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What does Josh Freeman's signing and contract mean for the Tampa Bay Buccaneers?

As reported a week ago on Buc 'Em, Josh Freeman did indeed sign with the Bucs just prior to the beginning of training camp.  The deal is for 5 years with a total value of $36 million, including $10.245 million in guaranteed money. 

With Freeman now officially in the fold, what does it mean for the Bucs?  Is it a team friendly deal?  Where do we go from here?  We'll answer these questions, after the jump of course

Let's tackle the nature of the contract first.  From a fan standpoint, I think the deal Freeman received is pretty team friendly.  He went in the middle of the first round, plays a premier position, and has a contract that stacks up pretty favorably.  One key item to remember when looking at his deal, he is seen by the Bucs as the future at quarterback.  He may or may not perform like that, but as of today, he is the future.  He is in the same ranks (status wise) as Matthew Stafford, Mark Sanchez, Matt Ryan (as a rookie) and Brady Quinn (as a rookie) .  So where does his deal rank?  Usually, the higher the pick, the higher the contract and with each new year, the deals are more, meaning all things being equal, a player taken in the same slot in 2008 will make more than the 2007 version.  Without further ado, here are the deals. (Note: All figures are approximates based on team releases and include likely to be earned incentives, but not the potential maximum, which typically have other incentives.  All figures in millions)

Player Length Total Guaranteed Salary Avg Salary/year
Freeman 5 36 10.245 25.755 5.151
Stafford 6 72 41.7 30.3 5.050
Sanchez 5 50.5 28 22.5 4.500
Ryan 6 72 34.75 37.25 6.208
Quinn 5 20.2 7.75 12.45 2.490
Heyward-Bey 5 38.25 23.5 14.75 2.950

While his average salary per year is right in line with most of the players, his guaranteed money is well below.  That's a good thing for the Bucs, particularly if you think Freeman won't pan out.  All of these players were/are seen as starters or the future of their respective franchise and it looks like the Bucs struck the best (read: cheapest) deal.  I added Heyward-Bey as an interesting reference point.  Widely panned as the biggest reach in the draft, he is pocketing roughly the same total as Freeman, but with more guaranteed.  I think I'd rather roll the dice with Freeman and less guaranteed money than Heyward-Bey.

What does this mean for Freeman?  He and his agent should be commended for getting a deal done to get him in camp.  I understand the pessimism about him, how 80% of Bucs fans think he will fail.  At this point, that's irrelevant.  Whether we like him or not, whether we want it to happen or not, the table is set for Freeman to start in 2010 at the latest, with 2009 a realistic possibility.  We might as well start rooting for him now.  He's a Buc, which doesn't mean we can't analyze, criticize or be disappointed, just that he's here, so we might as well suck it up.  I'd rather get the positive karma out there as a fan base and hope he is the answer at QB long term, than piss and moan.  Worst case scenario?  He is terrible and we blew a top 20 pick on a QB.  Not a good thing for the Bucs.  Best case scenario?  We found our QB for the future.  I'd rather root for that scenario than the downside.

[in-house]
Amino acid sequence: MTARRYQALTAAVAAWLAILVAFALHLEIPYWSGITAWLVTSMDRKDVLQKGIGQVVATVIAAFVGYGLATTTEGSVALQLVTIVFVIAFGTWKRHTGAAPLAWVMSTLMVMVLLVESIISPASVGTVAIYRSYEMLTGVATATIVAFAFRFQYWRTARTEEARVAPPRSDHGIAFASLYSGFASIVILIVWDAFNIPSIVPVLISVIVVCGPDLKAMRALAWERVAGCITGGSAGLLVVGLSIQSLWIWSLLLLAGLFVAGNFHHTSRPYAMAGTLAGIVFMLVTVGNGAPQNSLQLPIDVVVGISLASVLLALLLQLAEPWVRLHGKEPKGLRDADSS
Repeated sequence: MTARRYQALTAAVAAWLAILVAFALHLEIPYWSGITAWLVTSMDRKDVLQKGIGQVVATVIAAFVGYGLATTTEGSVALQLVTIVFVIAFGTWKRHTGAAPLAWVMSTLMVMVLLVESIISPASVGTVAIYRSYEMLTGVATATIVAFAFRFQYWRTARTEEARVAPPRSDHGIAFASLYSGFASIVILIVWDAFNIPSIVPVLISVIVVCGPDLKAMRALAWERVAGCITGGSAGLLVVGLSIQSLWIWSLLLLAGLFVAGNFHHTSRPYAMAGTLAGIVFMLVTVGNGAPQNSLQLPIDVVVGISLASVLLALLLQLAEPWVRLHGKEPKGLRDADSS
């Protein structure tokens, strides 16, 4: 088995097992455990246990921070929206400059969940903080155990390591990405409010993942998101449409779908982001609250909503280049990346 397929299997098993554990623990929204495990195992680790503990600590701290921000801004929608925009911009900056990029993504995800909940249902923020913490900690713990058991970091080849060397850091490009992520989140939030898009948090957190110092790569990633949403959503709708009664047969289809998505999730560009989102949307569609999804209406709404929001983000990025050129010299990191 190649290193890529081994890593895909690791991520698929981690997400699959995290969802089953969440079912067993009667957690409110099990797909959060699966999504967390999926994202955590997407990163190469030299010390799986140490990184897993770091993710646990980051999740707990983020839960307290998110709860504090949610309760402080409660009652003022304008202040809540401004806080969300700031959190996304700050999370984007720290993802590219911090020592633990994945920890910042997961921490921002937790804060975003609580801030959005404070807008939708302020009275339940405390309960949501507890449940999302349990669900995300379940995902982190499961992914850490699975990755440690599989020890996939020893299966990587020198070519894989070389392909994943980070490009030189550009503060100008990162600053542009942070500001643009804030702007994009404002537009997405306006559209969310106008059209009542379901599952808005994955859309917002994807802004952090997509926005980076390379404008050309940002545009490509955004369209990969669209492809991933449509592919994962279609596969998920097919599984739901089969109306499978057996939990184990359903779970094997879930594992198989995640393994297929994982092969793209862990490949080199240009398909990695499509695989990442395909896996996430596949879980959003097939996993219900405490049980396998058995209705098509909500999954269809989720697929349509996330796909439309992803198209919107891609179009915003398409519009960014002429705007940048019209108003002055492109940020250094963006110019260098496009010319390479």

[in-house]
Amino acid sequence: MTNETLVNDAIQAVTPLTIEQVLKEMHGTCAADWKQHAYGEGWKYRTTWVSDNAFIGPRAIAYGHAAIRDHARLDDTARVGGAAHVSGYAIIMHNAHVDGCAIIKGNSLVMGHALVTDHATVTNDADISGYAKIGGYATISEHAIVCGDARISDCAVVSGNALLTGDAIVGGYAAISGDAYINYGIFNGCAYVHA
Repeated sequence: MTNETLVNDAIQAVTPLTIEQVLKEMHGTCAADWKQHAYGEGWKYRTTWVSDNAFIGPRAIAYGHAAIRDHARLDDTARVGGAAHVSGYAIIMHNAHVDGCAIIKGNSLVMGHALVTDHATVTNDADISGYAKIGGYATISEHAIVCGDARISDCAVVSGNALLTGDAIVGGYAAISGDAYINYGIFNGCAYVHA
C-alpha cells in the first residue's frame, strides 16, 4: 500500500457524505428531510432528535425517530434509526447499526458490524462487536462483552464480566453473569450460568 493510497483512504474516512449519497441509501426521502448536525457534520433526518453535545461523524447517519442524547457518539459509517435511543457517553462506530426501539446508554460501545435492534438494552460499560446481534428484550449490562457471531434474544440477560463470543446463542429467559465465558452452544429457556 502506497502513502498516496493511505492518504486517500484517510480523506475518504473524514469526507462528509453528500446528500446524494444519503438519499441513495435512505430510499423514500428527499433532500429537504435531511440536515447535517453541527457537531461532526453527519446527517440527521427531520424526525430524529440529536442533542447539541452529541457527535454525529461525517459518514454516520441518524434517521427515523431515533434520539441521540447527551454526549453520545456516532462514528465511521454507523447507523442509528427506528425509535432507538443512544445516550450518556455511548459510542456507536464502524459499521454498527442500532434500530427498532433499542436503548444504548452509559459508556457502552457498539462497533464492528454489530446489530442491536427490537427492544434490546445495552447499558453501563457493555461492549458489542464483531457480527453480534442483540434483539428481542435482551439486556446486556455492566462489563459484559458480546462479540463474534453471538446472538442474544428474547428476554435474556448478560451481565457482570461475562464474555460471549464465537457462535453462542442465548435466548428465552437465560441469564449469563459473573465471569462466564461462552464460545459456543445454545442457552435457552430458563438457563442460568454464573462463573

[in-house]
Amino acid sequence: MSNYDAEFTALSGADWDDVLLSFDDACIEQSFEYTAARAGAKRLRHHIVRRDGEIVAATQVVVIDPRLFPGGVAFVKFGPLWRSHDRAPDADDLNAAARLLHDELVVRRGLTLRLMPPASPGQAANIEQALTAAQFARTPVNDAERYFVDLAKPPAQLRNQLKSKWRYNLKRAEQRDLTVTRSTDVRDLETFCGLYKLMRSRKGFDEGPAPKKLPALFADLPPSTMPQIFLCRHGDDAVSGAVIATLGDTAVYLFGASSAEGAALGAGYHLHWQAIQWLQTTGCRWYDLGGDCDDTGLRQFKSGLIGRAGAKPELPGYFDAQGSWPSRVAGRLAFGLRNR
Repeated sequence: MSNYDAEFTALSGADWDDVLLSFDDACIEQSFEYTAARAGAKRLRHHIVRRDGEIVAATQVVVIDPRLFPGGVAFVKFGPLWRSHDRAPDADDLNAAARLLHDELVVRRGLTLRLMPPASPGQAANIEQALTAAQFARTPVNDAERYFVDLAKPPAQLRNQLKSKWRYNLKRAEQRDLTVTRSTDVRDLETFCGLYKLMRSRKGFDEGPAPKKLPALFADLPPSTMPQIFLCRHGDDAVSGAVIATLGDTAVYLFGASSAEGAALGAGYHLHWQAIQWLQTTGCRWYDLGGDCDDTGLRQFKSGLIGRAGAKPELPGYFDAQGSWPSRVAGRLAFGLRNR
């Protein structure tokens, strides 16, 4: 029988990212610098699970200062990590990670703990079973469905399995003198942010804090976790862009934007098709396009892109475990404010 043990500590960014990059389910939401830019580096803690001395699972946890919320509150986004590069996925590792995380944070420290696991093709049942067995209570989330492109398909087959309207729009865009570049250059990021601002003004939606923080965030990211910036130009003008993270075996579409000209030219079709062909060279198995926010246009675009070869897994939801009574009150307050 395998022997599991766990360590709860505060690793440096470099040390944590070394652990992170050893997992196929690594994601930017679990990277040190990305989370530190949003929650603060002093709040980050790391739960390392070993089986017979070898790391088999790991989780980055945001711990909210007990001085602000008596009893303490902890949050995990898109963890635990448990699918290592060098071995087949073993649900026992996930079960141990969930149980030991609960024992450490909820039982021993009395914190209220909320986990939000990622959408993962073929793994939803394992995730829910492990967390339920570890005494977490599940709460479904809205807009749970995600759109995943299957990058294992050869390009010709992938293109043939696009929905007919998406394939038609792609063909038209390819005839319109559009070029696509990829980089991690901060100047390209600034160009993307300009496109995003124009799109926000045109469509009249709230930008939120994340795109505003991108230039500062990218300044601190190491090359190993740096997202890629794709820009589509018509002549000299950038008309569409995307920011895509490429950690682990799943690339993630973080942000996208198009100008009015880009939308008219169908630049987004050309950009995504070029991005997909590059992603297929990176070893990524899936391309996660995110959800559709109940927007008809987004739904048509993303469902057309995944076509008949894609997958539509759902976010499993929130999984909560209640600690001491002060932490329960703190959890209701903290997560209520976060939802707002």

With Freeman coming into camp, he's immediately in the middle of the open quarterback competition.  I'm not going to debate whether he should start or not (I'm clearly in the "sit the rookie" camp, at least until we are eliminated from playoff contention or it's a necessity), but more look at what it means for him in relation to the team.  It allows him to be exposed to any and all coaching that every other player gets without missing a session.  He has a full training camp to become acclimated to the team, the environment, the playbook, all critical factors in being successful at the NFL level.  He has given himself every opportunity to succeed at this point, which is what I want from a potential franchise player.  It's early, but take this as one of hopefully many positive steps to come.

What does this mean for the Bucs?  They continue their trend of getting picks into camp on time with zero holdouts in 2009.  That's tremendous for an organization.  This also allows Morris and Jags to get their hands on Freeman and start the coaching and learning process.  It also enables the team to analyze Freeman in direct comparison to Luke McCown, Byron Leftwich and Josh Johnson.  Freeman may very well be the best quarterback of the bunch, but this will remove most of the speculation and allow for hands on analysis.

It will also give the Bucs a chance to bring Freeman on as they want to.  That may mean sit him first year, part of the first year or start him day 1.  But any type of setback has been removed thus far, so the team and front office have no excuses on this one.  They can't fall back on hold outs, that they didn't have their guy.  This is the exact scenario the team must have wanted; they got their guy, one with a connection to the head coach, got him in camp on time and provided him every opportunity to succeed.  As a fan of the organization, while I may or may not agree with the pick, I am pleased with the turn of events at One Buc Place.

Where do we go from here?  I'm gonna hold off on running out and buying a Freeman jersey, but I am rooting for him, as a Buc, to succeed.  With training camp literally hours away, it's time to sit back, play some armchair quarterback and watch how the team, and Freeman in particular performs in camp. 

Whether you like it or not Bucs fans, the Freeman era is here.  He's got every opportunity to succeed, it's up to him to make the most of it.  Welcome to the Tampa Bay Buccaneers Josh.